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January 22, 2007


The Los Angeles Times examines the local and cultural relevance of The OC.

My problem with "The O.C." wasn't its ignorance of the "real" Orange County, the postmodern suburban stew of multiculturalism and Mexican bashing I call casa. No fictional depiction of a region can possibly synthesize it entirely, John Steinbeck notwithstanding. Nor am I too bothered with out-of-towners now calling us "The O.C.," a nickname as inane as "Hollyweird." Creator Josh Schwartz's greatest sin was to transform my homeland into a synonym for avarice and vapidity — which is what Orange County's leaders want. In the eyes of America, we're now "Dallas" with better tans and a coast, and the movers and shakers of la naranja love it.

The Chicago Tribune profiles, the music social networking service.

As social networking exploded into the public consciousness last year, so has It is based in London, but before the recent holiday season it launched sites in a dozen other languages, including Polish, French and Russian. Now it's a global phenomenon for music fans, with more than 15 million active users each month.

Popmatters examines the change at the Village Voice singe the weekly was bought by New Times Media.

But some say that the roots of the changes are more complex than the straight-up money grab. “I don’t necessarily think the choices were made for financial reasons,” says Eric Weisbard, a long-time Voice contributor and one-time music editor who currently works for the Experience Music Project in Seattle. “I think New Times hated what the Voice stood for: the alternative weekly that assumed its left-oriented, educated pop-culture writing has an audience; the idea that you should write about pop music with the same depth and the same number of cultural references that you would talk about a novelist in the New York Review of Books.”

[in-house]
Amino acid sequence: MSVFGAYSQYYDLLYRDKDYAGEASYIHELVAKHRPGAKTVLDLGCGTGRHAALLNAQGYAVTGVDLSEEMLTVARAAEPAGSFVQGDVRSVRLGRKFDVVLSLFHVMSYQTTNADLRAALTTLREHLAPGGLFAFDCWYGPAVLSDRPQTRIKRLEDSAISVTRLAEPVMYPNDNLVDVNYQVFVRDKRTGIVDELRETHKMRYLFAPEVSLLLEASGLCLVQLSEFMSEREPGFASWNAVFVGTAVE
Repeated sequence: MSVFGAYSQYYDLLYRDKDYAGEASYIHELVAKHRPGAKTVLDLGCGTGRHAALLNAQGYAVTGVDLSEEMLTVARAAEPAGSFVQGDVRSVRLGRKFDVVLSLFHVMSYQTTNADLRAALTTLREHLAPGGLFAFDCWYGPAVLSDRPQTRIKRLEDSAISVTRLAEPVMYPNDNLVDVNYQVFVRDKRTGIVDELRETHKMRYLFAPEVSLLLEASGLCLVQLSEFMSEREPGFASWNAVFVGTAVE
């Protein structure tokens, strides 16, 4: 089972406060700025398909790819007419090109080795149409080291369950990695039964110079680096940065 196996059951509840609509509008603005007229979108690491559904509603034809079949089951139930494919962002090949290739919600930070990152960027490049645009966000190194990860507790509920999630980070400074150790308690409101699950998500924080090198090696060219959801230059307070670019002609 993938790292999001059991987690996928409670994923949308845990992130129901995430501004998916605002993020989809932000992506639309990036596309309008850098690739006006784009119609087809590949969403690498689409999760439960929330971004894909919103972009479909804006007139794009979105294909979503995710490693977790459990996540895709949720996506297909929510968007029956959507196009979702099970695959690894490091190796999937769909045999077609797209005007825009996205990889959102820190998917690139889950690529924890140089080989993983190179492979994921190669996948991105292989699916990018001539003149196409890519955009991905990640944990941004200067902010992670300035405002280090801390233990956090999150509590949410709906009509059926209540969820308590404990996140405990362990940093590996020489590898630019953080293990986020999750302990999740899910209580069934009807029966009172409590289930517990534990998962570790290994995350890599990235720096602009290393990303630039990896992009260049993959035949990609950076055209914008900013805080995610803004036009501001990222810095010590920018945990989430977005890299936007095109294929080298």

Comics Should Be Good features Elektra: Assassin in its series, Comics You Should Own.

The Killer List of Video Games remembers the Journey console arcade game.

The Los Angeles Times reviews two graphic novels dealing with cancer, Marisa Acocella Marchetto's Cancer Vixen and Miriam Engelberg's Cancer Made Me a Shallower Person.

Author Neal Pollack talks to Inside Bay Area about his parenting memoir, Alternadad.

"In some ways this could be a parody of a whiny Gen-X dad, you know?" he said of his new book. "In some ways I am a parody of a whiny Gen-X dad. ... It's weird talking about your life in terms of material. But I guess I'm here, right? Everybody's life is material."

The New York Times reviews the new Shins album, Wincing the Night Away.

This album is a bit more warmblooded than the first two, full of characters trying to decide between trying anew or giving up. “Sea Legs,” which has a drum-machine beat and a hint of Morrissey, builds to a half-asked question: “The choice is yours: to be loved, come away from it empty of ...” Mr. Mercer doesn’t finish the thought. And “Australia” slowly comes into focus as the portrait of a mope: “Been alone since you were 21/You haven’t laughed since January.”

The Guardian, Independent, the Evening Standard, and Telegraph reviews Joanna Newsom's recent London performance.

The Sydney Morning Herald profiles the "humblest of instruments," the singing saw.

The mournful whine of the musical saw has become ubiquitous, with buskers, folk musicians and pop groups drawing bow across vibrating steel. The singing saw, as it is also known, can be heard on Clare Bowditch's album What Was Left and on Mercury Rev's All Is Dream.

The Library of Michigan named its "2007 Michigan Notable Books."

see also:

Largehearted Boy's favorite albums of 2006
2006 Year-end Music List Compilation
this week's CD & DVD releases


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